The result? Everyone knew why we were meeting, got to share their insights, and collaborated cross-functionally. We all walked away feeling refreshed. And our process for sharing new ideas is much more efficient now.

Automate as much as possible As productive as you are, there are only so many hours in a day. I am sure that your work outnumbers those hours. That’s why automation is your best ally. Researching, trialing, and choosing the right tools to help you automate your marketing strategy is essential. The toolkit I use keeps me and my team going all day, every day.

Zapier can help update and track metrics by linking web services like Aha!, Slack, Hubspot, Google Docs, and Recurly. Automated rules in Bing and AdWords can adjust keyword bids based on quality. And if there’s any time-intensive process involving data, Excel probably has a way to do it quickly. Think deeply about your marketing goals — and invest time in finding the best tools to manage them.

Promote customer engagement B2B marketing is so much more than spreading the word to generate new leads. It’s about promoting engagement at every stage of the marketing funnel. This is especially true at SaaS companies, where churn at the bottom of the funnel can be especially harmful to your growth.

That is why marketing plays a crucial role throughout the customer lifecycle, at every stage of the funnel. Stay close to your customers, and promote engagement even after each “lead” is converted. And always look for your customer advocates. They will be your lifeline as your company continues to grow.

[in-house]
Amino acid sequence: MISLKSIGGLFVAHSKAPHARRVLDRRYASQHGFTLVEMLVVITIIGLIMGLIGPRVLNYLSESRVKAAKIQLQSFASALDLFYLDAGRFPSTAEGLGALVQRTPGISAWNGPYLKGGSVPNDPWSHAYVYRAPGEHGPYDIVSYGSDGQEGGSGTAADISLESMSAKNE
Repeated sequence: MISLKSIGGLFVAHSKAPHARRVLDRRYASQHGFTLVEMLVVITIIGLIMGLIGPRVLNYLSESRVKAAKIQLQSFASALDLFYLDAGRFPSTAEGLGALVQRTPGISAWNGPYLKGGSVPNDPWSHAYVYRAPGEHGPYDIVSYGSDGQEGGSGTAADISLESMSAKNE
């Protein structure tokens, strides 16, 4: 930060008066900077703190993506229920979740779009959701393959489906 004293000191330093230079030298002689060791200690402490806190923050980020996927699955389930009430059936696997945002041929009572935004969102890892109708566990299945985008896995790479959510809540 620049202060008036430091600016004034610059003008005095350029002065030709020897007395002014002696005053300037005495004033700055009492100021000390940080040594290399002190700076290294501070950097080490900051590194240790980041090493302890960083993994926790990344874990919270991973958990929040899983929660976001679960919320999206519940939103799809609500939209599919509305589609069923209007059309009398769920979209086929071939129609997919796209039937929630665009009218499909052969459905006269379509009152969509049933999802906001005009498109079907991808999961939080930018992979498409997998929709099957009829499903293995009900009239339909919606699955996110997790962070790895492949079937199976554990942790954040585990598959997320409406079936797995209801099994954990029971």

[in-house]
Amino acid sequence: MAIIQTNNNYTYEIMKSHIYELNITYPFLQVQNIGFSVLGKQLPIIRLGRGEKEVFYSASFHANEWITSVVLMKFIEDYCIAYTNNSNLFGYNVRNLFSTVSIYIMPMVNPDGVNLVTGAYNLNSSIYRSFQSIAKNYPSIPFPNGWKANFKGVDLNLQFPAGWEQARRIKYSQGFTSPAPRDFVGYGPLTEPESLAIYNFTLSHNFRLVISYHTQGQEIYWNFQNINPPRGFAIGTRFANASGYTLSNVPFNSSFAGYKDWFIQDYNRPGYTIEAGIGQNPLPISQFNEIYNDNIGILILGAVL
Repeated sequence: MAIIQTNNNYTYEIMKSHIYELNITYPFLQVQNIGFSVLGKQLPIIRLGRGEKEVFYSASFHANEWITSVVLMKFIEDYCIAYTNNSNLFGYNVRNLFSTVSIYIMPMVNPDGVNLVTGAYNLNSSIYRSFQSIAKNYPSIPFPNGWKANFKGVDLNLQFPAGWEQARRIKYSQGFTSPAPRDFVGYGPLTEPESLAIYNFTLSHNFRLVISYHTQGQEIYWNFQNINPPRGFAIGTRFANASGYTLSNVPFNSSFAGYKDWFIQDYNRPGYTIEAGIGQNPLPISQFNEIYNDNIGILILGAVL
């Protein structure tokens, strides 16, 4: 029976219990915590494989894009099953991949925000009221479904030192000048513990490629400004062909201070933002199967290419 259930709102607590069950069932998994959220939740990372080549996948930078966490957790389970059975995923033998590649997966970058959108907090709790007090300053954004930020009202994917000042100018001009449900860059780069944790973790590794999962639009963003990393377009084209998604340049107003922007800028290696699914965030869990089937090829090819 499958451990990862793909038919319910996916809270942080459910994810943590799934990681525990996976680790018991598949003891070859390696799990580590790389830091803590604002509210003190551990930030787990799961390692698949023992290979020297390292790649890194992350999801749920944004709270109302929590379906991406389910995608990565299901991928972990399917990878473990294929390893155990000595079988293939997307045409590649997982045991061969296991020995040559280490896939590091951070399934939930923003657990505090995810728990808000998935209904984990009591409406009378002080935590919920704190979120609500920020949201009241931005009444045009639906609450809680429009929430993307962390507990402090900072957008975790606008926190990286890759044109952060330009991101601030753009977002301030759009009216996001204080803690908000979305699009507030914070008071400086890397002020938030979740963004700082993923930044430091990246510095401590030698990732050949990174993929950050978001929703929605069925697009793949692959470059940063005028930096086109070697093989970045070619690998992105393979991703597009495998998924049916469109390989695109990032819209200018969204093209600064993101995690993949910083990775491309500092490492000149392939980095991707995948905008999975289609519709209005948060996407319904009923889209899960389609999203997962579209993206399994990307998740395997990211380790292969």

Never stop learning My friends are shocked by how much — and how often — I read. “How do you have time for that?” they ask incredulously. “I can’t afford time to read — I need to be working!”

Here’s the truth: When you work in marketing, reading is working. The insights of those who have been in your shoes will guide you through your first 60 days and beyond.

There is so much insight to be gained from reading often. I read blogs from MarketingProfs, the Content Marketing Institute, HubSpot, and more throughout each workday. At night, when I’m not reading sci-fi, I’m reading books like Traction, the B2B Executive Playbook, and Predictable Revenue.

The great thing about marketing is how transparent our peers are. We know how crucial communication is. And I believe most of us share an innate desire to help each other grow. So, the next time you struggle to gain qualified leads or run a successful A/B test, go straight to Google. I guarantee that someone has already faced your problem — and written about how they solved it.

Rising into a new role at work can make you feel like a fish out of water. But if you are confident in where you are going, then the tips above will guide you there.

One final tip for new Heads of Marketing: never forget to invest in yourself. I am a surfer, and I am demonstrably happier, healthier, and more productive at work when I spend time in the water each week. No matter how busy you are, make time to do something you love each day. It gives you energy, enhances creativity, and helps you lead your team to excellence.

What did you learn in your first few months leading marketing? Got any tips?

This is a guest post by Colin Bovet. If you are looking to be a great product or marketing leader, create brilliant strategy, and build visual product roadmaps — start a free trial of Aha!

Colin Bovet is the Head of Marketing at Enplug, a digital signage technology company in Los Angeles. He is responsible for spreading the word about Enplug through outbound and inbound marketing, partnerships, events, and more. He surfs and runs before work, makes constant puns at work, and cooks team meals after work.